Credit Card Debt is Delaying Millennials’ Dreams

Are you seeking to buy a new home? Is a new car on your wish list? Do you need to take out a personal loan? Well, credit card debt may be standing in your way and limiting your ability to create the life of your dreams.

It’s 2019 and Americans are diving deeper into credit card debt with no visible escape plan. According to Federal Reserve data, outstanding consumer debt is at an all-time high, exceeding $4 trillion as of July 2019.

Research from Clever has found that millennials are greatly impacted by credit card debt. While student loan debt may be the main culprit of millennial financial stress, credit card debt doesn’t rank too far behind in the list of financial frustrations. Forty-one percent of millennials say their credit card debt has prevented them from making a major life purchase.

Millennials are struggling with the homeownership process due to waning credit scores and increased debt obligations. The most important thing millennials can do right now is to take control of their financial situation and eliminate any debt that may be standing in their way.

Here are three tips to take control of credit card debt and move closer to your dreams.

Understand Your Credit Score

Don’t just grab the free credit reports and memorize your credit score. Try to understand why your credit score is what it is and improve it. Traditionally, credit scores are divided into five components: payment history (35%), amounts owed (30%), length of credit history (15%), new credit (10%), and credit mix (10%).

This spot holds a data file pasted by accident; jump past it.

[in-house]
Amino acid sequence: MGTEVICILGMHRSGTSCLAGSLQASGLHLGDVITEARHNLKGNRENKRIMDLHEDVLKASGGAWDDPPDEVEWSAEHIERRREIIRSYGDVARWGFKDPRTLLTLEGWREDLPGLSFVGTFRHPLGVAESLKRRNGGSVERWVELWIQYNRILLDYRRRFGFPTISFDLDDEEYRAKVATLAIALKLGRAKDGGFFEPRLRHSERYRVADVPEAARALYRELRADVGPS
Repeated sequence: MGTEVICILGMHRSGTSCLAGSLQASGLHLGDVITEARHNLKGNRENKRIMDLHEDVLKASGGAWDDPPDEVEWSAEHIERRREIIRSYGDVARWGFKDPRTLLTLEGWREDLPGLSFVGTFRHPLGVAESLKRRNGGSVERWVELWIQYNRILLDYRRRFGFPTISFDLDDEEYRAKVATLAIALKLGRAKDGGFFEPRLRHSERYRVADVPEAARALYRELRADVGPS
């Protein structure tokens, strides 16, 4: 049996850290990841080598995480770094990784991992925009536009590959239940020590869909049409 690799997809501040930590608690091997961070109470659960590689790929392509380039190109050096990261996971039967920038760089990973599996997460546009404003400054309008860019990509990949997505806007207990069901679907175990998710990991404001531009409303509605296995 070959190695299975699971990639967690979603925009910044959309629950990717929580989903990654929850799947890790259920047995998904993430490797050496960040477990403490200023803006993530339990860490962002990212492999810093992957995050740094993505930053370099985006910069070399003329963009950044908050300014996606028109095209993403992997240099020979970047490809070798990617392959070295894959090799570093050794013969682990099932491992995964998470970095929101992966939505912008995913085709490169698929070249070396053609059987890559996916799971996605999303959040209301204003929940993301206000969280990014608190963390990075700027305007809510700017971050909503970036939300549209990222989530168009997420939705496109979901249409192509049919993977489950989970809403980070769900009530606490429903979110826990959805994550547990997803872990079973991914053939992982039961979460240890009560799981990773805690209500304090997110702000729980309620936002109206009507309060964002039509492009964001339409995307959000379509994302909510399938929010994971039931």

Find out your grade for each piece of your credit score and determine the best ways to increase your score in the shortest amount of time. Most FICO scores range from 300 to 850, and the highest scores get access to the best rates for homes and cars.

Don’t Become a Credit Card Junkie

If you can’t control your credit card spending habits, leave the cards at home. Discipline is a key component to achieving your dreams. Don’t spend more money on a credit card than you have available. If you do use your credit card for an emergency, make sure you have a reliable action plan to pay it off before the interest payments get out of control.

Talk to a financial coach as soon as possible to help you create a game plan that will save you tons of money. “Working with a financial coach is the smartest move you can make to avoid wasting time and money on credit card debt,” says Jeff Wilson II, author of The Lies Our Parents Were Sold and Told Us and principal CPA at The W2 Group accounting firm. “Those who wait to take action end up in a cycle of debt that starts to control every aspect of their lives.”

Pay Balances in Full

Don’t fall for the minimum balance trick. Paying a minimum amount sounds very enticing but doing so will extend the length of your credit card payments. You don’t want to be paying the same credit card balance for more than 10 years because of interest accumulation!

Be financially responsible and pay your balances in full. If a monthly payment system is too much for you to handle, start paying your credit card bill weekly to make it more manageable.